HYBRID EVENT: You can participate in person at Baltimore, Maryland, USA or Virtually from your home or work.

10th Edition of International Conference on Neurology and Brain Disorders

October 21-23, 2024

October 21 -23, 2024 | Baltimore, Maryland, USA
INBC 2024

Dominique Smith

Speaker at Neurology Conferences - Dominique Smith
Loma Linda University Education & Health Consortium, United States
Title : Traumatic iatrogenic posterior interosseus nerve axonotmesis due to peripheral intravenous insertion: A case report


We present a case of a 43-year-old patient with a past medical history of intravenous drug abuse who presented with one month of numbness, pain, and paresthesia localized to the left posterior forearm and dorsum of hand. The patient also endorsed subjective weakness affecting grip strength and wrist movement. The onset of these symptoms was associated with an emergency room visit, during which the patient required multiple attempts at peripheral intravenous insertion. During the final attempt, the patient felt a sharp “electric” pain in his forearm. Access was then obtained via ultrasound guidance. On evaluation, there was decreased sensation in the superficial radial nerve sensory territory, and weakness with wrist and finger extension. The patient underwent an urgent electrodiagnostic study which revealed posterior interosseus neuropathy, axon loss in type, severe in degree, with motor axon denervation limited to the posterior interosseus nerve muscles. Superficial radial sensory testing was normal. The patient was then referred to occupational therapy. After 6 sessions there was objective improvement in wrist extension and grip strength, along with subjective improvement in tolerance of fine motor tasks such as braiding hair. This case illustrates the prompt diagnosis and treatment of a rare case of traumatic posterior interosseus neuropathy due to peripheral intravenous insertion. Traumatic cases of PIN neuropathy have very rarely been described in case reports after intravenous cannulation of the forearm, last described in 1999. In addition, traumatic posterior interosseus neuropathies are often associated with fractures and/or local hematoma causing a compression neuropathy leading to neurapraxia, not axonotmesis.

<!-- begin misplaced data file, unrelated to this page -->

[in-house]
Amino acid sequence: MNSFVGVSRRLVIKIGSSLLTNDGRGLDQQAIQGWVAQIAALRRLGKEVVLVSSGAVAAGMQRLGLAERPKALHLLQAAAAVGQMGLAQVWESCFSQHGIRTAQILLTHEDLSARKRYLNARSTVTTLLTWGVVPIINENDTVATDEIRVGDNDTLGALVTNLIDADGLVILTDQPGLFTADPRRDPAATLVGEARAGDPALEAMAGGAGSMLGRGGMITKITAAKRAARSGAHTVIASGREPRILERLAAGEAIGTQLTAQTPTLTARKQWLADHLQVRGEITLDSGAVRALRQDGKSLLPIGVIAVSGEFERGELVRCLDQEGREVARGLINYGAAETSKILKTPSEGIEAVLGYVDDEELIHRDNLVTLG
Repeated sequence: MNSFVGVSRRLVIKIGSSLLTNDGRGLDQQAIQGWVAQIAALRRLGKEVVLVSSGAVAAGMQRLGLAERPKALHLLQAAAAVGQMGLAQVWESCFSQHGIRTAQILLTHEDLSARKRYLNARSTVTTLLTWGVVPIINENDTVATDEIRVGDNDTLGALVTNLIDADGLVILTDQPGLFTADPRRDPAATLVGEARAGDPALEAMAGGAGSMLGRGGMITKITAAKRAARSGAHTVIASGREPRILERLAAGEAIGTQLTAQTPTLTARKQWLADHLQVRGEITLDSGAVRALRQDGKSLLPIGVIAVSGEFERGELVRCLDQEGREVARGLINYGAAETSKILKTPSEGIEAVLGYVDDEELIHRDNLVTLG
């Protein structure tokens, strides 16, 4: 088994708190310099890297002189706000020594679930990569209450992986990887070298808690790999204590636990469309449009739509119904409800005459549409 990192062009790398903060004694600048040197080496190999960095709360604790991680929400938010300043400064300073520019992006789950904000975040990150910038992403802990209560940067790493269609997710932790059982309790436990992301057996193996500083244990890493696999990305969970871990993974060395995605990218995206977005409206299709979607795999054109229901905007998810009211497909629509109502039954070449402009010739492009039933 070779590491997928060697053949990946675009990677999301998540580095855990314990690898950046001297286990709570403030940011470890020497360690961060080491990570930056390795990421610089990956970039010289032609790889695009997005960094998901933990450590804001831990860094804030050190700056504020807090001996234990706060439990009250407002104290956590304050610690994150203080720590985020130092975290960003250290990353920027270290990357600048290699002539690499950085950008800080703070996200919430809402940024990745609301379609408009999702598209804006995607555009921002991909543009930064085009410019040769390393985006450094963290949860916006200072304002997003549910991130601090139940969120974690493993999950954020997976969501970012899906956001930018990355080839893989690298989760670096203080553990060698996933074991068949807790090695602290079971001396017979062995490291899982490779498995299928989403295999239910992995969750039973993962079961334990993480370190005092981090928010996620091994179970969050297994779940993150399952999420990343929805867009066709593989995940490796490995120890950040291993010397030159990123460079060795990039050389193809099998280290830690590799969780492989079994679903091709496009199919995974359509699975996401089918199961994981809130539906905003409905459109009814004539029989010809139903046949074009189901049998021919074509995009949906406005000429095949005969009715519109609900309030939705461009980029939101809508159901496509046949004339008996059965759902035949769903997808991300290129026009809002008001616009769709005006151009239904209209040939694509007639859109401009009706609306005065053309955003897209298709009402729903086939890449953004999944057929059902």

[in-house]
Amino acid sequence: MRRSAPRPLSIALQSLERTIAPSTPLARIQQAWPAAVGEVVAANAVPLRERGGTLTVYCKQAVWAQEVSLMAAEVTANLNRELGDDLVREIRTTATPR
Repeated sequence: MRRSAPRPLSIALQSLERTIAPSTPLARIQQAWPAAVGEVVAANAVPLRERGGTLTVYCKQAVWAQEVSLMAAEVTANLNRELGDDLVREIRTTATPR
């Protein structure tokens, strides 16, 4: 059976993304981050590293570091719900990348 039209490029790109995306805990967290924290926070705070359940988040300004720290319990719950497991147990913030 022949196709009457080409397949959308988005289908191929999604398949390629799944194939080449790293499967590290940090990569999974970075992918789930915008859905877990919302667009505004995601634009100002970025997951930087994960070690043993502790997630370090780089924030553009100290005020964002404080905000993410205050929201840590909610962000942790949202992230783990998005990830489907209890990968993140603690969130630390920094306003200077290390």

Dr. Dominique Smith studied Kinesiology at Louisiana State University in Baton Rouge, LA and graduated Summa Cum Laude with a bachelor's in science. She then received her Doctor of Medicine degree from Morehouse School of Medicine in Atlanta, GA in 2016. She is currently in her final year of Physical Medicine & Rehabilitation at Loma Linda University Health & Education Consortium in Loma Linda, CA.